The ecommerce industry gets a lot of hype –– and for good reason. After all, it makes up about 10% of total global retail sales. But, retail sector’s most traditional selling channel is still holding strong: brick-and-mortar.
This brick-and-mortar draw is felt across the industry, no matter your vertical. It is why so many online stores sell wholesale to the likes of West Elm and Anthropologie, to name a few. It is also why so many successful once online-only stores are opening physical locations. Even Amazon, the online shopping behemoth, opened its own brick-and-mortar location in 2015.
For brands not the size of Warby Parker or Birchbox or ModCloth –– all online startups which once dismissed the need for an offline locale and of which now operate several –– is the brick-and-mortar strategy really a smart one?
The owners of men’s accessories store Two Guys Bow Ties sure think so. In 2015, their company opened their first, and what they plan to be their only, physical location –– right in the heart of their hometown: Tulsa, Oklahoma.
It might seem like an unlikely place to launch a brick-and-mortar operation. After all, the company did just receive funding from Daymond John on Shark Tank and has had quite a bit of success already under their belt. At face value, there’s little reason they would choose Tulsa over larger cities which might afford them higher foot traffic. Dig a little deeper though, and this company has big plans for their currently small statute –– and the Tulsa store opening is just the first of several innovative initiatives sure to provide the ROI needed to scale their growth.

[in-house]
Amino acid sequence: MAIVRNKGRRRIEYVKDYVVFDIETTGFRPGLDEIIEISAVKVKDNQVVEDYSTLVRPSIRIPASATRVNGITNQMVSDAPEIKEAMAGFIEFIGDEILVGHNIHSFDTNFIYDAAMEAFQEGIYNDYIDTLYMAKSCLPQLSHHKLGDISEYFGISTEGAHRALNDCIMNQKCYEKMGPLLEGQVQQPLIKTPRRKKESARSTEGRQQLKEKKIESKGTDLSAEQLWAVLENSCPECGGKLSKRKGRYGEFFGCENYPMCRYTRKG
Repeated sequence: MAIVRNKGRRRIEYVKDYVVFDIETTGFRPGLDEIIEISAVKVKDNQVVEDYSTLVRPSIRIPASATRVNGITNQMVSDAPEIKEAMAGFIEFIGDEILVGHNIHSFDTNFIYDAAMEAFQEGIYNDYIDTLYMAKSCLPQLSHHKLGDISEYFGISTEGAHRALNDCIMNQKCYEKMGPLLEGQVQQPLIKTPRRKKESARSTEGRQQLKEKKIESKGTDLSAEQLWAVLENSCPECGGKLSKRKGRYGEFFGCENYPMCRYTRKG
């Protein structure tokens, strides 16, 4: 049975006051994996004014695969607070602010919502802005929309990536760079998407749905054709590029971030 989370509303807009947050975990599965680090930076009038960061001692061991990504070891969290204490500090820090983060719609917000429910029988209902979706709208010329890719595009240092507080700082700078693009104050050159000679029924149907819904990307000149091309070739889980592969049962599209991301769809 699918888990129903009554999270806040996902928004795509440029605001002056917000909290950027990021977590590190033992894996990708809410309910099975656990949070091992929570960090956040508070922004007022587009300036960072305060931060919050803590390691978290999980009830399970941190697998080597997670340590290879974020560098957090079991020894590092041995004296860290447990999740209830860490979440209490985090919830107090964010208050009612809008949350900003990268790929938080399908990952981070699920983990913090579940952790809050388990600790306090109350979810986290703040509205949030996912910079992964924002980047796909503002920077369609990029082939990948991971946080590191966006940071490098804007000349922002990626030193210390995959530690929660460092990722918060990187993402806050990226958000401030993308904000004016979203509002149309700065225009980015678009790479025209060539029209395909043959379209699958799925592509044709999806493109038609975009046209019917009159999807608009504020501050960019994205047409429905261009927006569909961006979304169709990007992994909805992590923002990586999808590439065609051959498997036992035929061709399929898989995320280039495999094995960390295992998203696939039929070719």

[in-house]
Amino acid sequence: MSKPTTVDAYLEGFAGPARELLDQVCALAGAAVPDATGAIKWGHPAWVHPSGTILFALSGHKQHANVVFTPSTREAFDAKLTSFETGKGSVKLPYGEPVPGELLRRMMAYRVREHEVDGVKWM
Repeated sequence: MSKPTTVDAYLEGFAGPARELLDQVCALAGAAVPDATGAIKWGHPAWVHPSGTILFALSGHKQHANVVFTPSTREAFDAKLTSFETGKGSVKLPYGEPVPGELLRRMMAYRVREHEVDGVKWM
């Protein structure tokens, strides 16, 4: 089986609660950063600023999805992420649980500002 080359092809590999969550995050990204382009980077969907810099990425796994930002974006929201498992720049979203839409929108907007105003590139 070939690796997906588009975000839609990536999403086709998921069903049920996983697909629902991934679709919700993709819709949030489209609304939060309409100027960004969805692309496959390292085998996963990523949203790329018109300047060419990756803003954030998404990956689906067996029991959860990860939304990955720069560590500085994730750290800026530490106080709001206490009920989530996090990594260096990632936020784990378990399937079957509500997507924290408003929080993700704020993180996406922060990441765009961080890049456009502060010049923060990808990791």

We caught up with the Two Guys Bow Ties team over the holidays to take a look at the store and talk to co-founder Adam Teague about their strategy and where they’ve already seen success. Turns out some of the best retail ideas come simply from observation and execution. Read on below to see what we mean.
You launched your online store in 2015. Why did you chose to open a physical space this year?
Teague, co-founder of Two Guys Bow Ties: We got a ton of questions from people who wanted to try things on. Tulsa is a smaller market, but we felt like it was a spot where we wanted to be. In Tulsa, there has been a movement for revitalization and youth and vibrance. We already lived down there, so we wanted to be a part of that change. For us, the way to make that happen was to make our space a retail space.
I visited Taylor Guitar Factory, which is a big organization –– one of the top three guitar brands you can buy. They have a retail spot but take people on tours of their facility and show people how the product is handcrafted. That for us was one of the big reasons [to open a brick-and-mortar]. People could see from start to finish how the product was made.
Traditional brick-and-mortar is dying. I don’t see how it will sustain itself with the massive movement to shop online. Done in a good way, though, it helps people feel the passion you have and see that it goes beyond online.
Is the retail space providing revenue, too?
Yes, I was shocked at how much business we had done. If we did $500-$1000/month, I would have been happy. I just wanted to offset the costs and help improve my city. [This idea] wasn’t a huge revenue producer. Two weeks ago, we did $2,000 in a week.